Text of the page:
We may pride ourselves in not being racially prejudiced or class conscious, but we saw last week that there are many subtle ways in which we violate James admonition not to be partial. And actually, sometimes what we are blind to is not even subtle. We get on someone's case for something that we have just done ourselves. I read a cartoon that gave one example. A woman is being congratulated because her two children have just recently gotten married. And the neighbor says, "What kind of boy did your daughter marry?" "Oh, he's wonderful," gushed the mother. "He makes her sleep late, wants her to go to the beauty parlor every day, won't let her cook, and insists upon taking her out to dinner every night." "That's nice," said the neighbor, "And your son? What kind of girl did he marry?" The mother sighed, "Oh, I'm not so happy there. She's lazy. Sleeps late every morning, spends all her time at the beauty parlor, won't cook, and makes them take all their meals out." Both girls did exactly the same thing, but one is seen in a positive light, and the other negatively. And I think that is a good description of human nature. We tend to be blind to our own faults and the faults of those that we are not at the present upset with (or at least we are willing to overlook those faults), yet we tend to see nothing but faults in those that we are mad at. We are so focused on the problems, that we can't see the enormous blessings. Prejudice can take on all kinds of camoflouge looks. I am not going to go over all of the prejudices that I stomped on last week. Instead, I want to dive straight into James remedies for prejudice.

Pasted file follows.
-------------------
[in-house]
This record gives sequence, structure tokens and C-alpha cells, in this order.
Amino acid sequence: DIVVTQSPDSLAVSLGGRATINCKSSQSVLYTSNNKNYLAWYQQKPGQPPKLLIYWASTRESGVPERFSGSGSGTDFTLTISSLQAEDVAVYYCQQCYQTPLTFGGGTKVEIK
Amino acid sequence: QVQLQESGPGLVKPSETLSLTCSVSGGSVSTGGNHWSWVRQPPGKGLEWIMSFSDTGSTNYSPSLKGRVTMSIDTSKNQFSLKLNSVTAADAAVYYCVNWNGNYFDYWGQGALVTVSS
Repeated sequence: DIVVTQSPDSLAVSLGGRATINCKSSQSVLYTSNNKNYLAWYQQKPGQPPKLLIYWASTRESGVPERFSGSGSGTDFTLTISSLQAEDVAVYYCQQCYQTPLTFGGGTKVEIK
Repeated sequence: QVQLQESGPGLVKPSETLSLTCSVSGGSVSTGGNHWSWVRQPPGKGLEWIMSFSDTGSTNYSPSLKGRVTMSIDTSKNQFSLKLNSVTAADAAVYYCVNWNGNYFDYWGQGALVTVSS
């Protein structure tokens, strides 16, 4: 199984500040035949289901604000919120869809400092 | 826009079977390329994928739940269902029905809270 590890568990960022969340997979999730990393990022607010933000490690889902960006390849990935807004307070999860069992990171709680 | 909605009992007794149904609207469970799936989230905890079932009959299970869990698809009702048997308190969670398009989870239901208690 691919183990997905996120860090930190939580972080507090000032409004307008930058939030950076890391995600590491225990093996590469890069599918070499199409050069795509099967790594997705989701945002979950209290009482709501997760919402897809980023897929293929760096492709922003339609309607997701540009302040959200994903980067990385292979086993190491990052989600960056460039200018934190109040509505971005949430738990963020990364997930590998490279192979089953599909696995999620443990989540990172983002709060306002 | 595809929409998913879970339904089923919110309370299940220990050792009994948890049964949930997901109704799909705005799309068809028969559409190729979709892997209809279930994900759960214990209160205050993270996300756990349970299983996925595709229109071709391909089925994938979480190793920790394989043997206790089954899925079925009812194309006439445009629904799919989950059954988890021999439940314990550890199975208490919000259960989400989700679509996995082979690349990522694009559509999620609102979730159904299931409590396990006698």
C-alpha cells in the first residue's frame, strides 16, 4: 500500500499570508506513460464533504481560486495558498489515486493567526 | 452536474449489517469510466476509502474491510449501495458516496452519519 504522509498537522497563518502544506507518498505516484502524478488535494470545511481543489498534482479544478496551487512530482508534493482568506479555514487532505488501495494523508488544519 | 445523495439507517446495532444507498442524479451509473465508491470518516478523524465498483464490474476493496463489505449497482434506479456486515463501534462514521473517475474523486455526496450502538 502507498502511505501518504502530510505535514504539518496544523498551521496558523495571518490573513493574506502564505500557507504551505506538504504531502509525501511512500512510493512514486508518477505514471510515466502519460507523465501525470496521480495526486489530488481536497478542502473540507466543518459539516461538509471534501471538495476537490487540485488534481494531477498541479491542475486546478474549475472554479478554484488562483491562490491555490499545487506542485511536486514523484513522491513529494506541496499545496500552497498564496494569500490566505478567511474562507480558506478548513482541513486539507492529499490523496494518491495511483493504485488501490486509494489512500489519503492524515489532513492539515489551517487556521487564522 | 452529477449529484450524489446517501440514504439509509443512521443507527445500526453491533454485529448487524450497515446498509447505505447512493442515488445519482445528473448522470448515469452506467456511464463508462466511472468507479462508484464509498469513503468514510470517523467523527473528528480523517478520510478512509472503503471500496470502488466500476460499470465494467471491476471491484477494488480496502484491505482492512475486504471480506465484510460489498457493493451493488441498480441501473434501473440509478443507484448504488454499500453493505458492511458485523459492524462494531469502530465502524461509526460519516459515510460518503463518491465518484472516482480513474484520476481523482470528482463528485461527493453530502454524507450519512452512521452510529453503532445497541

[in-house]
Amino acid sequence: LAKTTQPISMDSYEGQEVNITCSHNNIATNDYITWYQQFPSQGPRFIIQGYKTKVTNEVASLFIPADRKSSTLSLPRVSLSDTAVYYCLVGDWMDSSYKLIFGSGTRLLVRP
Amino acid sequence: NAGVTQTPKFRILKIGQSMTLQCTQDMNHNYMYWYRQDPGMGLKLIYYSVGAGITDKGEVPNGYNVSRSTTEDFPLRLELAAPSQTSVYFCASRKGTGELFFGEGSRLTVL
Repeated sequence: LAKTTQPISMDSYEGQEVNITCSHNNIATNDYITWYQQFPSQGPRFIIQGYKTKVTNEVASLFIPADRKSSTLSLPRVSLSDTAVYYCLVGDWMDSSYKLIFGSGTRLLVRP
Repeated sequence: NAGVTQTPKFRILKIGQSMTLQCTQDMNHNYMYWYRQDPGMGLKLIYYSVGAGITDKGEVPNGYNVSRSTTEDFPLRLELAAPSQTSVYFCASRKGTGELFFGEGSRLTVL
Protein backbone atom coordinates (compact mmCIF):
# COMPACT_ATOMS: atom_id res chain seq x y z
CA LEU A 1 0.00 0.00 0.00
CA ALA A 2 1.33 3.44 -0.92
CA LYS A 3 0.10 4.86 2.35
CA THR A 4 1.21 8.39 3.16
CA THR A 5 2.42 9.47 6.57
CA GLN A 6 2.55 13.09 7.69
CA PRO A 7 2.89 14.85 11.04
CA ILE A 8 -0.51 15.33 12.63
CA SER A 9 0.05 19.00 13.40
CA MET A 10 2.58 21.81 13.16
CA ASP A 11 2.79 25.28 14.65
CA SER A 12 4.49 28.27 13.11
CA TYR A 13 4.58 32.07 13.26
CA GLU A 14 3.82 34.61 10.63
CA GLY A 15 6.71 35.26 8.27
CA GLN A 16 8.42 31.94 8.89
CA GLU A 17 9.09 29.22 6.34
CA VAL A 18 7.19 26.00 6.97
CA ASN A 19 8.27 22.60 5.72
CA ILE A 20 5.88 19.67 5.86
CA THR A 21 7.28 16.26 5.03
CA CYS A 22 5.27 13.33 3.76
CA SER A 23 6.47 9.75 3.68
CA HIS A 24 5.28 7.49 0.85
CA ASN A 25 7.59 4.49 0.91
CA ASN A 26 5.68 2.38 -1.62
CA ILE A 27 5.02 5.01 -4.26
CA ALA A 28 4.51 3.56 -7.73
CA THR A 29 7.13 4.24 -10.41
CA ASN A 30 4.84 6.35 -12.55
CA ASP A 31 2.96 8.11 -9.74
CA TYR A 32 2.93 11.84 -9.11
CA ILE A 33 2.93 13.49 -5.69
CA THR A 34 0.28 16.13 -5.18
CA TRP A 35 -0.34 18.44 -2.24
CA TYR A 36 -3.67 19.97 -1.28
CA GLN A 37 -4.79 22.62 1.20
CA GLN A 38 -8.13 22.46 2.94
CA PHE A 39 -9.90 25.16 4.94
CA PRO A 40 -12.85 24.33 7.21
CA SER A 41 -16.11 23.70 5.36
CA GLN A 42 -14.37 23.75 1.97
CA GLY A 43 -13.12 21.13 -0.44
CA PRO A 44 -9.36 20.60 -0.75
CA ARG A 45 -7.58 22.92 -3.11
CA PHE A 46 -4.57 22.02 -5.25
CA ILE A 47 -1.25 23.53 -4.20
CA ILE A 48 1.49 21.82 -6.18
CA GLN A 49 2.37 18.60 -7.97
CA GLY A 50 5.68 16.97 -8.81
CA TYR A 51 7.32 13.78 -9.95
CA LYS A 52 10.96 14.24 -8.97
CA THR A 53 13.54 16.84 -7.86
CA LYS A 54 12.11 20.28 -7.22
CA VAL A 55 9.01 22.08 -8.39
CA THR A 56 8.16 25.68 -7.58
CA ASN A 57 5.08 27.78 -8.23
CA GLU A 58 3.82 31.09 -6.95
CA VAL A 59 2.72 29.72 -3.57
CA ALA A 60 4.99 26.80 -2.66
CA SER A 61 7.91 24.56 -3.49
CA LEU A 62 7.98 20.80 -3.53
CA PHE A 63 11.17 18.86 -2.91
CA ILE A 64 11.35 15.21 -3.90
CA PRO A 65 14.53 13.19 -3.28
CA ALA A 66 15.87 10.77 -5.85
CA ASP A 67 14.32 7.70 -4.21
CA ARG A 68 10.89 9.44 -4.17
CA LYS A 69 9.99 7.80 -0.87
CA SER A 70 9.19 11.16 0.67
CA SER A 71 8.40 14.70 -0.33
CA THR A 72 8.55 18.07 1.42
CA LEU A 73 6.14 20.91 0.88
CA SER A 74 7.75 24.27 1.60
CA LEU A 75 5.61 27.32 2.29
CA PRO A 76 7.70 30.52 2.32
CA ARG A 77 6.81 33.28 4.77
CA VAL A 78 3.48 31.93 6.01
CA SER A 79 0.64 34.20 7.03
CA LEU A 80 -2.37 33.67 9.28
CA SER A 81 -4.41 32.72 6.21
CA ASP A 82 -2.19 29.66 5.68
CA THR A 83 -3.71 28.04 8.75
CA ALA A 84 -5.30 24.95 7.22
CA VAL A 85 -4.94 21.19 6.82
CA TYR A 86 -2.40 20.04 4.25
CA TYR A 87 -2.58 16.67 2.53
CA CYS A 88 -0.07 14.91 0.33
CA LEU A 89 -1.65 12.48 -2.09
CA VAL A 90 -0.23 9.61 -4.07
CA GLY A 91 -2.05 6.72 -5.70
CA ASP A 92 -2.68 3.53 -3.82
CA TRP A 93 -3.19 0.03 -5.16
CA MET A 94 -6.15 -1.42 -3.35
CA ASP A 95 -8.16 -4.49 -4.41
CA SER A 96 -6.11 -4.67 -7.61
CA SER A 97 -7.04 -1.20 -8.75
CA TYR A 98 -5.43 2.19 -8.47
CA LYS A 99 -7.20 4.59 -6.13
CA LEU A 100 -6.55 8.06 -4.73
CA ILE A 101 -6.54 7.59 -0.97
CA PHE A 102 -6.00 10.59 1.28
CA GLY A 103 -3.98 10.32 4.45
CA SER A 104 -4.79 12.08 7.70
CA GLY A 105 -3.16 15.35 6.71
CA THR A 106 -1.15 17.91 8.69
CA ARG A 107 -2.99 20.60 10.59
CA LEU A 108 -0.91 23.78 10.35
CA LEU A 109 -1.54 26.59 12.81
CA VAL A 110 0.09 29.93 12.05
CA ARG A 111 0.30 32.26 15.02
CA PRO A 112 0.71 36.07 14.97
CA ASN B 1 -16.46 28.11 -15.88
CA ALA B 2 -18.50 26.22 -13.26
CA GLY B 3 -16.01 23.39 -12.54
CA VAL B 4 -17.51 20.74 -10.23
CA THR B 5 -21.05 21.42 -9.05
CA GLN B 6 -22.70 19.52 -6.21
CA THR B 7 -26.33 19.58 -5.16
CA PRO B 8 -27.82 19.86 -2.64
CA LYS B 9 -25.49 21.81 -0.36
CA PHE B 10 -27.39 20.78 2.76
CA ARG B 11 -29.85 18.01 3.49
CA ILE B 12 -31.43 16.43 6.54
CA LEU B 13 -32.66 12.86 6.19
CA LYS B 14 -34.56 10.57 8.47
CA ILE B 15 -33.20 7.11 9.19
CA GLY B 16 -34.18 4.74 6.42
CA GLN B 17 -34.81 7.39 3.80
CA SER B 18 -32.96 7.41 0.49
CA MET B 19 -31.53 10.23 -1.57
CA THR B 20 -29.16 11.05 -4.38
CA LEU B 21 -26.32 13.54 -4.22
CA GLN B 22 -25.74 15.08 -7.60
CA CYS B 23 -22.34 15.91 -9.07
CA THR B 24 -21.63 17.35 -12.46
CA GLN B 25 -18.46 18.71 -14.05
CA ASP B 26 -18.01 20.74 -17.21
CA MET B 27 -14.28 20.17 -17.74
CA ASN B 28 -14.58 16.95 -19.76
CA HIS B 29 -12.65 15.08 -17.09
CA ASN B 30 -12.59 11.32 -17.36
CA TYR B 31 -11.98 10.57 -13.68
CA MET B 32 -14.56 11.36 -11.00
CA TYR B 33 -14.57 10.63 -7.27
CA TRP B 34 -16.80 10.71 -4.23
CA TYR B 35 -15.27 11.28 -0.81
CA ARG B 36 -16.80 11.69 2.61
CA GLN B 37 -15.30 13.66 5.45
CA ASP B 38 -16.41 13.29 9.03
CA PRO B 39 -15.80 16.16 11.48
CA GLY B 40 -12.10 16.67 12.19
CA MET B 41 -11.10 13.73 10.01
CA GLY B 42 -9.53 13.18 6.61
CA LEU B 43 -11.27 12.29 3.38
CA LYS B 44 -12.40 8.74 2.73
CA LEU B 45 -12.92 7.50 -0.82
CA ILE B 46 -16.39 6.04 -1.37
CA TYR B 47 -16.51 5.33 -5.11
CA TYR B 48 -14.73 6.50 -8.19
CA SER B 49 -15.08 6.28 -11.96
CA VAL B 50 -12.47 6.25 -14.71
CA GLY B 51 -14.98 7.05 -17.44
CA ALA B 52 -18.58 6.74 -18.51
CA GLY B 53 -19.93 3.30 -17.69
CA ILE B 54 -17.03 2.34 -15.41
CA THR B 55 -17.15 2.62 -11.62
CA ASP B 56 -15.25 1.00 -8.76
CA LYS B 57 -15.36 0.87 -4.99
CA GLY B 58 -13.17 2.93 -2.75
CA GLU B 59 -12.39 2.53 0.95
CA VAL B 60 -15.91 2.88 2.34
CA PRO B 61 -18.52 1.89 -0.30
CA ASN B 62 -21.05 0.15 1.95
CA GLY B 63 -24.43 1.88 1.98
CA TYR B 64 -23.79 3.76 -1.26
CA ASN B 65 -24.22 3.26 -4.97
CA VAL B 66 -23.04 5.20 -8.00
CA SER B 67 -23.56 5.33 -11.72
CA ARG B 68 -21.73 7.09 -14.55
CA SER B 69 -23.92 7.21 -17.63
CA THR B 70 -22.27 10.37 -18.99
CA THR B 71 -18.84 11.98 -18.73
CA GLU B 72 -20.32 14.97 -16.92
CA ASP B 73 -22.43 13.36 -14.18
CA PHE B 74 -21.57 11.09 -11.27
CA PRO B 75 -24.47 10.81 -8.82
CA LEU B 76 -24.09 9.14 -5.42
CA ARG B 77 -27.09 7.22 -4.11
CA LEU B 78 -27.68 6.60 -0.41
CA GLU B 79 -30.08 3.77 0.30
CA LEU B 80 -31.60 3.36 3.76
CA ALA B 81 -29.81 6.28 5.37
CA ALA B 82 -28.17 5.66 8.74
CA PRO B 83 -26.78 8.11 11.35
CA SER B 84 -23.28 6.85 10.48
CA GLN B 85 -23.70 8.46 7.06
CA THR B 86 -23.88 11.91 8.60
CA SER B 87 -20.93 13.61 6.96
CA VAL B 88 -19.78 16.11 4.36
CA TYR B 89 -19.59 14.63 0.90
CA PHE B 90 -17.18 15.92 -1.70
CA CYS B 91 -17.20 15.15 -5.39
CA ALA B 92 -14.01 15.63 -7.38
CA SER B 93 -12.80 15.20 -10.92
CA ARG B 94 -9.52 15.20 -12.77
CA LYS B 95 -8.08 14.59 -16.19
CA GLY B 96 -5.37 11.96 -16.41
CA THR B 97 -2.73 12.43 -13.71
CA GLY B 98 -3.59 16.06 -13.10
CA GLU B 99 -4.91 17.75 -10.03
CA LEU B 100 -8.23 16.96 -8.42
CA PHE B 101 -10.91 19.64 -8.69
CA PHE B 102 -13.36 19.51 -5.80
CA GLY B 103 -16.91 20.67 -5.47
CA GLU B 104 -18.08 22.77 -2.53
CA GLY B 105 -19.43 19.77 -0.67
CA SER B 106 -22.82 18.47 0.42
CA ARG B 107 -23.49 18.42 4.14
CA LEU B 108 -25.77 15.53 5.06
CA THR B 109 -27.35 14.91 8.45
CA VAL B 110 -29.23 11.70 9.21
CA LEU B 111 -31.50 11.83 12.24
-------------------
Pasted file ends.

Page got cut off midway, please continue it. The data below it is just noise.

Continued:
How To Overcome Prejudice
Dealing With Your Motives (see v. 4)
Don't Judge Another's Motives (v. 8)
The first thing James touches on is motives. The NASB of verse 4 says, have you not made distinctions among yourselves, [and here's the key phrase] and become judges with evil motives? Another version says, "do you not make improper distinctions among yourselves and prove to be critics with evil motives." Another has the last phrase, "you are guided by wrong motives." And many times we don't even know what our motives are. But our motives affect our thinking and behavior. James says that where there is prejudice, there are evil motives. They go hand in hand. Where you have one you are going to have the other.
Now there are three danger areas that I want to look at with respect to motives. The first is that we can become prejudiced against other people because we misjudge their motives; we are trying to read their hearts rather than their words and actions. The second is that we fail to examine our own motives. We become blind to the fact that we have evil motives. And the third is that we cave in to peer pressure when others question our motives, even though our motives may be good. And a lot of prejudice is due to this caving in to what others think. So let's look at each of those three: